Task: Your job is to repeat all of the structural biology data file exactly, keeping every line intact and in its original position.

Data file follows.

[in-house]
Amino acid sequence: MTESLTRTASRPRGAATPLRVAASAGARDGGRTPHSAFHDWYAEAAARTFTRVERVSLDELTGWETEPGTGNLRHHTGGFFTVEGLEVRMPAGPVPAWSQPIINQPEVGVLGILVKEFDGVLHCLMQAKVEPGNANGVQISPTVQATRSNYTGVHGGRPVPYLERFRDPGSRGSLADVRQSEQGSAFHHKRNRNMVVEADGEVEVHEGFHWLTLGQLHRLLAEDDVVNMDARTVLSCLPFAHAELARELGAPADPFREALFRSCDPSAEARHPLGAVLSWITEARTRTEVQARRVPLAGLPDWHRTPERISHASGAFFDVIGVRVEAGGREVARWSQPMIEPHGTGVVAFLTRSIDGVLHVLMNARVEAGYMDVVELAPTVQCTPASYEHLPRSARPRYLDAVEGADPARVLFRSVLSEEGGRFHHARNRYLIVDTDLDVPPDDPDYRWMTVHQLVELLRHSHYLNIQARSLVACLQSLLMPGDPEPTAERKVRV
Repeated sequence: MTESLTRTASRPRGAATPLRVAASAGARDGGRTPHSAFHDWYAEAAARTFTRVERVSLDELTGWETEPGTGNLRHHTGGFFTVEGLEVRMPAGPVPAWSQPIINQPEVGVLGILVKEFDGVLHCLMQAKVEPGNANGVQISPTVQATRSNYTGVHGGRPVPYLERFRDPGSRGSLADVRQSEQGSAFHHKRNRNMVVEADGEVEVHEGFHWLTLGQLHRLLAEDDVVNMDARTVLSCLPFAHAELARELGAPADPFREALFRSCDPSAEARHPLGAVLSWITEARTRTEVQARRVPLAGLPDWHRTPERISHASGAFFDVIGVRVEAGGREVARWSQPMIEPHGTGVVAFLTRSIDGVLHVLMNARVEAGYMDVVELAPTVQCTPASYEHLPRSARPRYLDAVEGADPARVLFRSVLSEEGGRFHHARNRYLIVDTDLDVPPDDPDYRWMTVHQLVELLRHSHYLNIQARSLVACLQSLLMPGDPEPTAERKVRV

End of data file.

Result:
[in-house]
Amino acid sequence: MTESLTRTASRPRGAATPLRVAASAGARDGGRTPHSAFHDWYAEAAARTFTRVERVSLDELTGWETEPGTGNLRHHTGGFFTVEGLEVRMPAGPVPAWSQPIINQPEVGVLGILVKEFDGVLHCLMQAKVEPGNANGVQISPTVQATRSNYTGVHGGRPVPYLERFRDPGSRGSLADVRQSEQGSAFHHKRNRNMVVEADGEVEVHEGFHWLTLGQLHRLLAEDDVVNMDARTVLSCLPFAHAELARELGAPADPFREALFRSCDPSAEARHPLGAVLSWITEARTRTEVQARRVPLAGLPDWHRTPERISHASGAFFDVIGVRVEAGGREVARWSQPMIEPHGTGVVAFLTRSIDGVLHVLMNARVEAGYMDVVELAPTVQCTPASYEHLPRSARPRYLDAVEGADPARVLFRSVLSEEGGRFHHARNRYLIVDTDLDVPPDDPDYRWMTVHQLVELLRHSHYLNIQARSLVACLQSLLMPGDPEPTAERKVRV
Repeated sequence: MTESLTRTASRPRGAATPLRVAASAGARDGGRTPHSAFHDWYAEAAARTFTRVERVSLDELTGWETEPGTGNLRHHTGGFFTVEGLEVRMPAGPVPAWSQPIINQPEVGVLGILVKEFDGVLHCLMQAKVEPGNANGVQISPTVQATRSNYTGVHGGRPVPYLERFRDPGSRGSLADVRQSEQGSAFHHKRNRNMVVEADGEVEVHEGFHWLTLGQLHRLLAEDDVVNMDARTVLSCLPFAHAELARELGAPADPFREALFRSCDPSAEARHPLGAVLSWITEARTRTEVQARRVPLAGLPDWHRTPERISHASGAFFDVIGVRVEAGGREVARWSQPMIEPHGTGVVAFLTRSIDGVLHVLMNARVEAGYMDVVELAPTVQCTPASYEHLPRSARPRYLDAVEGADPARVLFRSVLSEEGGRFHHARNRYLIVDTDLDVPPDDPDYRWMTVHQLVELLRHSHYLNIQARSLVACLQSLLMPGDPEPTAERKVRV